Top 10 Fascinating Medieval Artifacts

A thousand years, or roughly from the year 500 to the year 1500, were devoted to the European Middle Ages. This period saw a great deal of history, yet textbooks frequently fall short of connecting the present with the past in the same way that artifacts do.

Items like cheating in games, carrying firearms, and cheese addiction serve as evidence that some things never change. The more bizarre aspects of medieval life, such as the three-person toilet and the nun who left her convent by pretending to die, were also recorded through medieval artifacts.

10 Medieval Peasant Diet

Top 10 Fascinating Medieval Artifacts

The meals of the English elite are well documented when it comes to medieval munchies. However, the peasantry’s menu was so inadequately documented that scholars were unsure of what individuals consumed. There was no concrete proof, but pottages and stews were undoubtedly their staple foods.

To check for food residues in 2019, 73 frying pots underwent chemical analysis. The 500-year-old vessels originated from West Cotton, a medieval settlement. Many of the jars contained fat, indicating the importance of ceramics in medieval cooking as well as the fact that stews and pottages were a mainstay for peasants.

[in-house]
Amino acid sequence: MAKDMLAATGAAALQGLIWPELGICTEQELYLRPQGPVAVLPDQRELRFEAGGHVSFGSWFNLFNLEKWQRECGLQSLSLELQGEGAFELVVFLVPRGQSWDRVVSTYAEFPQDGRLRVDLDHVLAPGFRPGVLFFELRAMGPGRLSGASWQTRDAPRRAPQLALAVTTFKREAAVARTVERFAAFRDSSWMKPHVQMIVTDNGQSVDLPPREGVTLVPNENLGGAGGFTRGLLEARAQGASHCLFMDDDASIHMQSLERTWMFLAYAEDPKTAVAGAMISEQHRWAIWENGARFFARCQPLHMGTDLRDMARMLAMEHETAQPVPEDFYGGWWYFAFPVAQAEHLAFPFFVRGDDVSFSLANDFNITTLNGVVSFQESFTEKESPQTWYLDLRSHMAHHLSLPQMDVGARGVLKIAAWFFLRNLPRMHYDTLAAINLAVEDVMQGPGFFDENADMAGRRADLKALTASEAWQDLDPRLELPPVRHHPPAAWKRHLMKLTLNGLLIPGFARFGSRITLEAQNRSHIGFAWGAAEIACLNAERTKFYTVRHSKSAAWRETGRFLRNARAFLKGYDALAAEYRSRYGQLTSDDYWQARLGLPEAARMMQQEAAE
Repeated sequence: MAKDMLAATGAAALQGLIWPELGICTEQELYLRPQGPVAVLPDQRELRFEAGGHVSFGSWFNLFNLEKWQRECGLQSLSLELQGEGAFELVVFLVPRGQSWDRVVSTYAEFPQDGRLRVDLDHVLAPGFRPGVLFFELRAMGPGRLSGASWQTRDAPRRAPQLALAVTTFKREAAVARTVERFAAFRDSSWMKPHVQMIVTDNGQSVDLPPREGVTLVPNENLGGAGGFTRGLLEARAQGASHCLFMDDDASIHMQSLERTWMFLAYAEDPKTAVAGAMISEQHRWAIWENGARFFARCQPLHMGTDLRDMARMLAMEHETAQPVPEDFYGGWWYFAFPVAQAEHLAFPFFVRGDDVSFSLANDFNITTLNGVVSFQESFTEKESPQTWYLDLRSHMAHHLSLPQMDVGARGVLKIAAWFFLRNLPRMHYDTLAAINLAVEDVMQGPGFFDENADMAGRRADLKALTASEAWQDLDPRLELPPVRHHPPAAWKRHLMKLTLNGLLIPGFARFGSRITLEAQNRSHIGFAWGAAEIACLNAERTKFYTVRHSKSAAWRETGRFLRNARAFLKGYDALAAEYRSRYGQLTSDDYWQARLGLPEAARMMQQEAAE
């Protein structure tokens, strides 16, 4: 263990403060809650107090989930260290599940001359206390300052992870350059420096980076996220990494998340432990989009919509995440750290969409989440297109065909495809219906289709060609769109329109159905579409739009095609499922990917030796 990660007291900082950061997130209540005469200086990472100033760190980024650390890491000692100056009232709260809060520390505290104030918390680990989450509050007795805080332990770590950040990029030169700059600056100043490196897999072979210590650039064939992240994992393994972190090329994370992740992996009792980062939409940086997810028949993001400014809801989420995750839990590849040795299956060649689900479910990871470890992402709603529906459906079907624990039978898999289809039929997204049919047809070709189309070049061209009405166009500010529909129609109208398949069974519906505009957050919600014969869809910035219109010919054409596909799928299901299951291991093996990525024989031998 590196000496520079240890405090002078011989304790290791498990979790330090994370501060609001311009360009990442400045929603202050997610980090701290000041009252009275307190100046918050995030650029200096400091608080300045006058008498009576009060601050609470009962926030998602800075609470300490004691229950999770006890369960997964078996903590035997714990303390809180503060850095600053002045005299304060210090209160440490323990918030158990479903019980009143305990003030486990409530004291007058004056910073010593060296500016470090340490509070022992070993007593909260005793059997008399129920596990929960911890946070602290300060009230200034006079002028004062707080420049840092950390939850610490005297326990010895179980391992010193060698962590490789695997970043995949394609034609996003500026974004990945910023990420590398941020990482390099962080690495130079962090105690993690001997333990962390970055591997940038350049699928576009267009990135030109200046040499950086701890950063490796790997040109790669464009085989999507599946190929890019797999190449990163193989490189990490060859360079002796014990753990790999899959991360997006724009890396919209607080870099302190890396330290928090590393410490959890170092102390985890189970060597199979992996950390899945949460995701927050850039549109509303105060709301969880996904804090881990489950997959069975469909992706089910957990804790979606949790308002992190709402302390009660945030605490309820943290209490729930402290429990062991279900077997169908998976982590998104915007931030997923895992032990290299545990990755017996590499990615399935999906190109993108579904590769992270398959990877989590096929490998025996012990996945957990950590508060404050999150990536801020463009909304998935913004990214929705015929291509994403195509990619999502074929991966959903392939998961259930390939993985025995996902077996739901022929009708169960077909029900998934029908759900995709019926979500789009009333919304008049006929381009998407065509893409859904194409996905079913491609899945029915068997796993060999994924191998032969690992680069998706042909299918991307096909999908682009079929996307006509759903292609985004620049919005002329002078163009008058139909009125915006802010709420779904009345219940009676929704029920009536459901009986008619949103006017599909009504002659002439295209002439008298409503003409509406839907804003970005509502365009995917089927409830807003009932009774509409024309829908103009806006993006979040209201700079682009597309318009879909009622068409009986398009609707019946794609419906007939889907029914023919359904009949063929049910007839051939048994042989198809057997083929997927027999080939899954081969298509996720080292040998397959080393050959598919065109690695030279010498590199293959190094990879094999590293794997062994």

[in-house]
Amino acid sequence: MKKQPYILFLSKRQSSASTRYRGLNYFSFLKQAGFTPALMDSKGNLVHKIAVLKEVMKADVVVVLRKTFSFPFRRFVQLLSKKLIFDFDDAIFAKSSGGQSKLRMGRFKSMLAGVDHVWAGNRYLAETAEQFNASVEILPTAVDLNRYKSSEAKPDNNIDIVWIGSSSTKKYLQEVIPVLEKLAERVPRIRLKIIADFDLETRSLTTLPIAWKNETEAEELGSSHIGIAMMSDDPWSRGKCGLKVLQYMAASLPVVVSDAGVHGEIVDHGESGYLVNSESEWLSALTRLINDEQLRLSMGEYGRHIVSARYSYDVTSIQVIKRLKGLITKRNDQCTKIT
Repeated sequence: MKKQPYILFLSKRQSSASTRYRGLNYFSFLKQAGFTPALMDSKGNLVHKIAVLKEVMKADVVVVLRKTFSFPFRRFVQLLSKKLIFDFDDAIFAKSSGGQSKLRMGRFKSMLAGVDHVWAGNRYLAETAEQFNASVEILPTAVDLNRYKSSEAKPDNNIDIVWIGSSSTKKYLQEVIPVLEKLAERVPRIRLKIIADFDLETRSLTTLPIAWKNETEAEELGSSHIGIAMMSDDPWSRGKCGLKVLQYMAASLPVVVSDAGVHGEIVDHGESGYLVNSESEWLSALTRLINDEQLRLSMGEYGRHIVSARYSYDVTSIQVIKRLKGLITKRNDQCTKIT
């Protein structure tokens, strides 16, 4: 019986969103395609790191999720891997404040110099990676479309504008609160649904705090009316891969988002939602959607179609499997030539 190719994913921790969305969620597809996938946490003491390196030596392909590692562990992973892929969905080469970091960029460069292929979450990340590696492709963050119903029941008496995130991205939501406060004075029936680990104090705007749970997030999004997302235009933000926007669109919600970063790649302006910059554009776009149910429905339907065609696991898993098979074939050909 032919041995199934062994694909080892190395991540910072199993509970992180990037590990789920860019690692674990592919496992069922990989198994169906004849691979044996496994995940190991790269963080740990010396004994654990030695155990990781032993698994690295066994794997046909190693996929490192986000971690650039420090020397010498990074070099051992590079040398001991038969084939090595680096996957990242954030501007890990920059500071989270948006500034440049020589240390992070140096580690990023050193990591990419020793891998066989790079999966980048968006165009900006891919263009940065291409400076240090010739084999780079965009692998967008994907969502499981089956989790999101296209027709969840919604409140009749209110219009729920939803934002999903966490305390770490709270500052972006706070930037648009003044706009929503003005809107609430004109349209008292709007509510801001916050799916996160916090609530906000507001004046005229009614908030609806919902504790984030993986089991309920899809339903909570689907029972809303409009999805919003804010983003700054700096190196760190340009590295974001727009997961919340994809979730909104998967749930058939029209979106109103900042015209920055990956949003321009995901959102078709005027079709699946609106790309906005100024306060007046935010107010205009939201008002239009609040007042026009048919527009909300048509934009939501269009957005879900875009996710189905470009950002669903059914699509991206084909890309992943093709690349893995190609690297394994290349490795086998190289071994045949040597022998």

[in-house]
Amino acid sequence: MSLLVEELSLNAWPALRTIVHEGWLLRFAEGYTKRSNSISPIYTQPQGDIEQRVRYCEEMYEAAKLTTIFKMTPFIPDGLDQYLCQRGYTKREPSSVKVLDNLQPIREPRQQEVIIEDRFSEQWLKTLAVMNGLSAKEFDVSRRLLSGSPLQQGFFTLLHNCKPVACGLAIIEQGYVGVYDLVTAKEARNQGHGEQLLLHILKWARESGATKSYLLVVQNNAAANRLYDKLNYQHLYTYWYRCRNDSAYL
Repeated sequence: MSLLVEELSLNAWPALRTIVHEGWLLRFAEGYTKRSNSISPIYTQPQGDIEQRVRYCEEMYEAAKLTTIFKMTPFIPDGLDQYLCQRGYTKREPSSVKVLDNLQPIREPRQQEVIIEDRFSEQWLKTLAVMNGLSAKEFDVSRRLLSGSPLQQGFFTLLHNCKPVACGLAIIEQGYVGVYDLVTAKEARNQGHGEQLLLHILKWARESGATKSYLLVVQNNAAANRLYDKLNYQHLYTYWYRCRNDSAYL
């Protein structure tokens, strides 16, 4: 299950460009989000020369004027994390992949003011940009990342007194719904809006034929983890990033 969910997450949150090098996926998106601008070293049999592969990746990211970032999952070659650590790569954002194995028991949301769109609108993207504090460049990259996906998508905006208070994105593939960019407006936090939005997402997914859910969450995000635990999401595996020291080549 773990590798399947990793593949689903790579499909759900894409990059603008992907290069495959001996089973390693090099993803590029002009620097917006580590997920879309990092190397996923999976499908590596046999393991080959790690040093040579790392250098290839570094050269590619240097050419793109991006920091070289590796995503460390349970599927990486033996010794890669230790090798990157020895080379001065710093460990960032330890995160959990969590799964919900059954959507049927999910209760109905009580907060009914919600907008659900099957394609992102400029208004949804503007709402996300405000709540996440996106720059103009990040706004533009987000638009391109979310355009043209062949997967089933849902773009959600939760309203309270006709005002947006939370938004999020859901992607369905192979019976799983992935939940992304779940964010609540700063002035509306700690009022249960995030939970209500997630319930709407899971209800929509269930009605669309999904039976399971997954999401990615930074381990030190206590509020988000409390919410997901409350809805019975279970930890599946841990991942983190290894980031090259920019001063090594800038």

Meat, such mutton and beef, was one of the ingredients. Additionally, there were signs of green vegetables like leek and cabbage. The meat-and-cabbage stew was a crucial discovery. Elite kitchens hadn’t seen anything like.

The paucity of fish was the biggest surprise, but the vessels did show how much the residents loved dairy. Milk-derived items occupied over a fifth of all the pots. Scientists were able to create a “cookbook” that detailed meals, butchering and preparation methods, and the disposal of trash after combining this new knowledge with animal remains from West Cotton.

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9 The Aberdeenshire Game Board

Top 10 Fascinating Medieval Artifacts

The Book of Deer is said to be the earliest Scottish manuscript. The illuminated book, which was written by monks in the tenth century, includes the first Scottish Gaelic writing. Since 2008, archaeologists have been trying to locate the writers’ monastery. The Monastery of Deer, as its name suggested, was situated somewhere in Aberdeenshire.

2018 saw the discovery of a game board by a team working on freshly discovered ruins. The relic was a rare find in and of itself. It was made of stone and had a disk-like form, and its themes suggested that it was used to play a variety of games that were common in medieval Scandinavia and Ireland.

The layers underneath the relic were what really interested archaeologists. The same as charcoal bits discovered there, they belonged to the seventh and ninth centuries. This demonstrated that at least some of the remains were in use during that time, with people playing a game there.

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